Sanger House 1886

The Sanger house was built in 1886 by Casper Sanger, a wealthy tanner, farmer and Milwaukee Co. sheriff, as his county gentleman farm. In 1893 Sanger had financial problems and deeded the farm to the Sanger Land Company which subdivided some of it and in 1898 leased the house and several surrounding acres to Dr. Byron M. Caples, who established the Waukesha Springs Sanitarium for the treatment of nervous disorders. In 1903, Caples opened a much larger building for the sanitorium but continued to use the Sanger house for "special cases". Caples finally purchased the house in 1912. Dr. Caples was considered a talented psychologist and neurologist and served as President of the State Medical Society in 1910. He was a graduate of the Rush Medical College of Chicago and had served as assistant director of the Milwaukee Sanitarium in Wauwatosa. Caples attracted patients from around the State.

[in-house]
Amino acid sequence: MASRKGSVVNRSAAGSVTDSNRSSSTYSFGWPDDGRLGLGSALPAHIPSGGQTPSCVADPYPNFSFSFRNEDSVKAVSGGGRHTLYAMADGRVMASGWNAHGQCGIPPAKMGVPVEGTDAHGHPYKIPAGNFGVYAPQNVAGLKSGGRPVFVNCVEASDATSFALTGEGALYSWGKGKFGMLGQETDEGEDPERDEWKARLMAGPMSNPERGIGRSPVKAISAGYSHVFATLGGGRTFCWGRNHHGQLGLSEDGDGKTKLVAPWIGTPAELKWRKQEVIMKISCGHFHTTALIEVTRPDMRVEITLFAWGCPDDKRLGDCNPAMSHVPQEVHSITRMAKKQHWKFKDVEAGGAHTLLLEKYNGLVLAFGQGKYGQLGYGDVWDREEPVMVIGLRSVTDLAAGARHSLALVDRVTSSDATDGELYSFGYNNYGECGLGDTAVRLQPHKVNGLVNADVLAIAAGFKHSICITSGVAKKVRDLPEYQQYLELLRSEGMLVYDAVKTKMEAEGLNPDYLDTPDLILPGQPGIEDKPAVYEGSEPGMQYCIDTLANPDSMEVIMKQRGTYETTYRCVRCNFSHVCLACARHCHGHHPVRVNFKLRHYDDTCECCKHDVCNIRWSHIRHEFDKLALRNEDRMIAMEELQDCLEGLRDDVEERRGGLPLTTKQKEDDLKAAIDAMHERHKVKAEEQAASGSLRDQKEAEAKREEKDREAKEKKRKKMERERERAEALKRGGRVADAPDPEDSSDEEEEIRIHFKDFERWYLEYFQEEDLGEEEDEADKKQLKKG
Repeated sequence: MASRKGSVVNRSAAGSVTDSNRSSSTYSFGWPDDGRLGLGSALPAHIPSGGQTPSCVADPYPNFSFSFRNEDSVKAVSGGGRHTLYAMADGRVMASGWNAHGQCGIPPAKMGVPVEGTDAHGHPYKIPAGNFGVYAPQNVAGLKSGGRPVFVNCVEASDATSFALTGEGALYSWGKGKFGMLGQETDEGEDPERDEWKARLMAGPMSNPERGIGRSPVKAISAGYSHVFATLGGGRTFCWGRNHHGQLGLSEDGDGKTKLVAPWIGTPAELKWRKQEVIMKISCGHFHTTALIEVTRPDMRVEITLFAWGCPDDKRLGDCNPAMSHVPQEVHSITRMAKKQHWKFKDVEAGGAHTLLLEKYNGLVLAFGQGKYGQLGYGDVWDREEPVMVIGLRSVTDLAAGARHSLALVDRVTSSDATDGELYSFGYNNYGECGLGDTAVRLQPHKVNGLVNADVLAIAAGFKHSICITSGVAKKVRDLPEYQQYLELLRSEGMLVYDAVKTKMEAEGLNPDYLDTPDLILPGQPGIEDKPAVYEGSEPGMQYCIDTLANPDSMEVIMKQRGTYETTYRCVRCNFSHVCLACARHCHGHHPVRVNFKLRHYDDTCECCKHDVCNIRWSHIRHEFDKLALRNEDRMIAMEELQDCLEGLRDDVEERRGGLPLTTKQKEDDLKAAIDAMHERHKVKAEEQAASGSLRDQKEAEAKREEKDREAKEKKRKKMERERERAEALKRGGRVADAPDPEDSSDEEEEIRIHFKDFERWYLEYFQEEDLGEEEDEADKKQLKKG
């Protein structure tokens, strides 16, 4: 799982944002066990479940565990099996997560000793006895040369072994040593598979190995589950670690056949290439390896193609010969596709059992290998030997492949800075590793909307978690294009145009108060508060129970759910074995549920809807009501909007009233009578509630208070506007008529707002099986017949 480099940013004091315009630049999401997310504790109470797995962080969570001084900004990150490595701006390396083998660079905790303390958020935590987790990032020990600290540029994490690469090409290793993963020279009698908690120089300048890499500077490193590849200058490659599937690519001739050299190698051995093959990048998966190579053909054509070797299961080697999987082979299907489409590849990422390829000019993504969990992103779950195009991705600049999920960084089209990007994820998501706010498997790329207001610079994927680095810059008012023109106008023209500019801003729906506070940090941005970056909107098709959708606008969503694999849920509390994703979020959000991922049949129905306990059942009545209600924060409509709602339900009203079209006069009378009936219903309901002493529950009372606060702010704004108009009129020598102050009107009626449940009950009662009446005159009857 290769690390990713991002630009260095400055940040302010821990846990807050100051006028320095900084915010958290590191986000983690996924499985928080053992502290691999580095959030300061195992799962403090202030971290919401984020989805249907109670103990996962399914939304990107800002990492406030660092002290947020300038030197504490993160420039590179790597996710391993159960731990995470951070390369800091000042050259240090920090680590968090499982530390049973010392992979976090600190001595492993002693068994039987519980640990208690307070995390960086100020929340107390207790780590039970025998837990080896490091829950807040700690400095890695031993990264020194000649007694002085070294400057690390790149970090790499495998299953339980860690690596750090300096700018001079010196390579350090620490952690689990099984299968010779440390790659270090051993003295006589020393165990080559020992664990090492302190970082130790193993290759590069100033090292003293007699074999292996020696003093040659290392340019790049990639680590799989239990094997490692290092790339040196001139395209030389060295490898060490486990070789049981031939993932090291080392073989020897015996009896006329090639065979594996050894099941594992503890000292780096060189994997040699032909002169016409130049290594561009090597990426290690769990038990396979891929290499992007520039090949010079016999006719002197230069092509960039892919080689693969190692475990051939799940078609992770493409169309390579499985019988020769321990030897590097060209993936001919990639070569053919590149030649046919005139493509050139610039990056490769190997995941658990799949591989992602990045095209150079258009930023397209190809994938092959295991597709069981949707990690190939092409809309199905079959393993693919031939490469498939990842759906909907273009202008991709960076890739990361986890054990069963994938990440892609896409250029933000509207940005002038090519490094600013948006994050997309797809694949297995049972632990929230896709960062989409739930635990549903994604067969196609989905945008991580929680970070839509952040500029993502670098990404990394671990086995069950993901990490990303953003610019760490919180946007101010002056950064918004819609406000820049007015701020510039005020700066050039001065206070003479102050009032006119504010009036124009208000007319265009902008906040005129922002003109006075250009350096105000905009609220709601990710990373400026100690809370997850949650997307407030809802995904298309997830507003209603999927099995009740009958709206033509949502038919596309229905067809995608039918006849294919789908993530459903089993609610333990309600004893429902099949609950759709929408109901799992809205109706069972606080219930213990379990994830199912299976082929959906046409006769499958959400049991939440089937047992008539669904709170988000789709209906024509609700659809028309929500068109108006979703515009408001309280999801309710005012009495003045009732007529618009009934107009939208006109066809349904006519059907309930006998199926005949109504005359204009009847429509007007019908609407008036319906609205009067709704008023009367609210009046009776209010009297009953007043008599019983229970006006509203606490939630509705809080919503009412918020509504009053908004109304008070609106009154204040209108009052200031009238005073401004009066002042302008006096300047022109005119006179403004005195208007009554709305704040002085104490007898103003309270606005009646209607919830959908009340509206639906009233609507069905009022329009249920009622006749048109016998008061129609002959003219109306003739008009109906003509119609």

Dr. Caples closed the sanitarium in 1941 on his retirement. The Sanger house then became a convent in the 1940 's. Rather than remodeling the interior as the convent expanded, a low one story, with basement wing was constructed to the rear of the house. This area, and the second floor of the original house continued to serve as living quarters.

In 2018 the Sanger house was torn down.

Adapted from the Intensive Survey Form dated 2/10/82, submitted to the National Park Service for inclusion on the NRHP.